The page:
The town wishes to avoid killing and hanging dead buzzards through out the town so the Sheriff’s Department began a nightly routine of shooting noise makers and streamers at the birds as they roost in the trees behind the sheriff’s office or on the radio tower behind the government center.

Investigator Jay Mitchell, who had the pleasure of shooting the first few nights, estimated that there were around a 150 birds to begin with. After the first night of shooting the number dwindled by about half, but throughout the week a group of roughly 25 stubborn birds have remained.

As of Monday, Major Hoover was confident the noisemakers have made a big impact on their roosting habits and seems confident the need to kill any can be avoided.

Residents can help by sealing garbage receptacles and taking in food meant for pets during the early morning hours and just before dark when the buzzards are foraging before their evening roost.

Linda Farneth

 

narfe

Contact Lori Deem

This email address is being protected from spambots. You need JavaScript enabled to view it.

540-709-7495 • 540-775-2024


 

Quikey

Bulletline


 

Balloon House


 link4

Wedding invitations and other announcements

201410chamber

201410getaway

 

201409pr

Contact Us

The Journal Press, Inc. P. O. Box 409, 10250 Kings Hwy. King George, VA 22485

EDITORIAL
Robert Berczuk
540-775-2024 Main

This email address is being protected from spambots. You need JavaScript enabled to view it.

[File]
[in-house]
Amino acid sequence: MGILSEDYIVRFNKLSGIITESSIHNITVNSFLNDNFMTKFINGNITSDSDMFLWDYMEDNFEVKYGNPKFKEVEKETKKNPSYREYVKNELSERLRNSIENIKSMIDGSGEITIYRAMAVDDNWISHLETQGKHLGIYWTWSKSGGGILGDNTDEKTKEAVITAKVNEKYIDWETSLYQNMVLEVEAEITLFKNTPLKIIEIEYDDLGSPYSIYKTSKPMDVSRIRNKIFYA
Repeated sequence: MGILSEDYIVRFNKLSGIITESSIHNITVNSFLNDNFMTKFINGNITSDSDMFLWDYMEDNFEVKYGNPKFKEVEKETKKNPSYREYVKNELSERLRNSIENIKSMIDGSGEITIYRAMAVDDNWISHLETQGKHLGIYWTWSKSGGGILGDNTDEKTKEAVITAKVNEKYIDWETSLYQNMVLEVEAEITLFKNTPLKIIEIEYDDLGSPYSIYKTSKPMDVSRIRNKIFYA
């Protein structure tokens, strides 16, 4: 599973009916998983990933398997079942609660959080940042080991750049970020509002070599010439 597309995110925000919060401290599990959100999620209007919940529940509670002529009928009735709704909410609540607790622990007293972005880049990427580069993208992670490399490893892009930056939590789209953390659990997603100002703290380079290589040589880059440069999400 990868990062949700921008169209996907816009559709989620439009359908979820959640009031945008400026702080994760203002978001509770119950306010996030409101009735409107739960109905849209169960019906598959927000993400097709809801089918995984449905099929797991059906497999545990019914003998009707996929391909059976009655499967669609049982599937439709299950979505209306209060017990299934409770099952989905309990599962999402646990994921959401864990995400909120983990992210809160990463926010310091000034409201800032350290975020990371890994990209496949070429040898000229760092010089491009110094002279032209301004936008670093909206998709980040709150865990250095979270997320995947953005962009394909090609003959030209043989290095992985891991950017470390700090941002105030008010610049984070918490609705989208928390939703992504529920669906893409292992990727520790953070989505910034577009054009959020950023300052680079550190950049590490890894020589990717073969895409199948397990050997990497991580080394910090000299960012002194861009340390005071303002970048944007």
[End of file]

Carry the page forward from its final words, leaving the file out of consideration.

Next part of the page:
This email address is being protected from spambots. You need JavaScript enabled to view it.

REPORTING
Leonard Banks
540-469-4196

This email address is being protected from spambots. You need JavaScript enabled to view it.

Phyllis Cook
This email address is being protected from spambots. You need JavaScript enabled to view it.

Linda Farneth
This email address is being protected from spambots. You need JavaScript enabled to view it.

Richard Leggitt
540-993-7460
This email address is being protected from spambots. You need JavaScript enabled to view it.

PRODUCTION
Drue Murray
540-709-7288
This email address is being protected from spambots. You need JavaScript enabled to view it.

Leonard Banks
540-469-4196

This email address is being protected from spambots. You need JavaScript enabled to view it.

ADVERTISING
Tanya M
540-775-2024 Main
This email address is being protected from spambots. You need JavaScript enabled to view it.
This email address is being protected from spambots. You need JavaScript enabled to view it.

ADVERTISING SALES
Charlene Franks
540-709-7075
This email address is being protected from spambots. You need JavaScript enabled to view it.

Carla Gutridge
540-709-7061
This email address is being protected from spambots. You need JavaScript enabled to view it.

Dennis Verdak
540-709-7076
This email address is being protected from spambots. You need JavaScript enabled to view it.

COMMERCIAL PRINTING & SALES
Lori Deem, Print Shop
540-709-7495
This email address is being protected from spambots. You need JavaScript enabled to view it.

Tanya M.
540-775-2024 (Main)
This email address is being protected from spambots. You need JavaScript enabled to view it.
This email address is being protected from spambots. You need JavaScript enabled to view it.

OFFICE
Jessica Herrink
540-775-2024 (main)

540-469-4031
This email address is being protected from spambots. You need JavaScript enabled to view it.

Robert Berczuk
540-775-2024
This email address is being protected from spambots. You need JavaScript enabled to view it.

Drue Murray
540-709-7288
This email address is being protected from spambots. You need JavaScript enabled to view it.

SUBSCRIPTIONS
Bonnie Gouvisis

540-775-2024
This email address is being protected from spambots. You need JavaScript enabled to view it.

COMMUNITY &
CHURCH DIRECTORY

Lori Deem
540-709-7495
This email address is being protected from spambots. You need JavaScript enabled to view it.

PUBLIC NOTICES
& LEGALS

Charle Franks
540-709-7075
This email address is being protected from spambots. You need JavaScript enabled to view it.